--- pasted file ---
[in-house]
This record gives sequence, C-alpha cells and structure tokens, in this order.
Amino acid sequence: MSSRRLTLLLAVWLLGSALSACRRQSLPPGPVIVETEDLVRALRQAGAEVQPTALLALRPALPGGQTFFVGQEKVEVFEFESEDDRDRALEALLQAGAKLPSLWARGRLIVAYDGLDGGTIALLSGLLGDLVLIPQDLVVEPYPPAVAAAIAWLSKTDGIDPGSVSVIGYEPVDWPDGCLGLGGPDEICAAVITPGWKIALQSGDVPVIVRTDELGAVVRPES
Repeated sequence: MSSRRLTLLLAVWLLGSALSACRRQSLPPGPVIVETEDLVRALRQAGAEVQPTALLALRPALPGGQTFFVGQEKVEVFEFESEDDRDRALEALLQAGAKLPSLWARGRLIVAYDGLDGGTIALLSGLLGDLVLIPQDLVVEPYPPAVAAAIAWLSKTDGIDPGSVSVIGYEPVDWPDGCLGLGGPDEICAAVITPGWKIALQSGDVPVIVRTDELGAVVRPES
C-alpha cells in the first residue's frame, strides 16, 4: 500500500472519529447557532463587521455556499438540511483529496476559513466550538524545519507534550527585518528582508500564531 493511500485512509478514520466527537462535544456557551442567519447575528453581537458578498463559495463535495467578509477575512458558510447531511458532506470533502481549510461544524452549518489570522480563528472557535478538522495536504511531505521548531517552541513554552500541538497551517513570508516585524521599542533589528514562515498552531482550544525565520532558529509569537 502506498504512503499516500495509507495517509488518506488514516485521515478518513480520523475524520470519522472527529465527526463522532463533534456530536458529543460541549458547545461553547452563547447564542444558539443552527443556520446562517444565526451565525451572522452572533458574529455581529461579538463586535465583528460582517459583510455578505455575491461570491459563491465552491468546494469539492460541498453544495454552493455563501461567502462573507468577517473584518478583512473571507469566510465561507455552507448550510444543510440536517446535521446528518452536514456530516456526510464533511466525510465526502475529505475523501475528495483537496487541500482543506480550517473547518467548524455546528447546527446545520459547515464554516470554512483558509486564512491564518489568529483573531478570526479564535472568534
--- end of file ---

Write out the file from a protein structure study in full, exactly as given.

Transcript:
[in-house]
This record gives sequence, C-alpha cells and structure tokens, in this order.
Amino acid sequence: MSSRRLTLLLAVWLLGSALSACRRQSLPPGPVIVETEDLVRALRQAGAEVQPTALLALRPALPGGQTFFVGQEKVEVFEFESEDDRDRALEALLQAGAKLPSLWARGRLIVAYDGLDGGTIALLSGLLGDLVLIPQDLVVEPYPPAVAAAIAWLSKTDGIDPGSVSVIGYEPVDWPDGCLGLGGPDEICAAVITPGWKIALQSGDVPVIVRTDELGAVVRPES
Repeated sequence: MSSRRLTLLLAVWLLGSALSACRRQSLPPGPVIVETEDLVRALRQAGAEVQPTALLALRPALPGGQTFFVGQEKVEVFEFESEDDRDRALEALLQAGAKLPSLWARGRLIVAYDGLDGGTIALLSGLLGDLVLIPQDLVVEPYPPAVAAAIAWLSKTDGIDPGSVSVIGYEPVDWPDGCLGLGGPDEICAAVITPGWKIALQSGDVPVIVRTDELGAVVRPES
C-alpha cells in the first residue's frame, strides 16, 4: 500500500472519529447557532463587521455556499438540511483529496476559513466550538524545519507534550527585518528582508500564531 493511500485512509478514520466527537462535544456557551442567519447575528453581537458578498463559495463535495467578509477575512458558510447531511458532506470533502481549510461544524452549518489570522480563528472557535478538522495536504511531505521548531517552541513554552500541538497551517513570508516585524521599542533589528514562515498552531482550544525565520532558529509569537 502506498504512503499516500495509507495517509488518506488514516485521515478518513480520523475524520470519522472527529465527526463522532463533534456530536458529543460541549458547545461553547452563547447564542444558539443552527443556520446562517444565526451565525451572522452572533458574529455581529461579538463586535465583528460582517459583510455578505455575491461570491459563491465552491468546494469539492460541498453544495454552493455563501461567502462573507468577517473584518478583512473571507469566510465561507455552507448550510444543510440536517446535521446528518452536514456530516456526510464533511466525510465526502475529505475523501475528495483537496487541500482543506480550517473547518467548524455546528447546527446545520459547515464554516470554512483558509486564512491564518489568529483573531478570526479564535472568534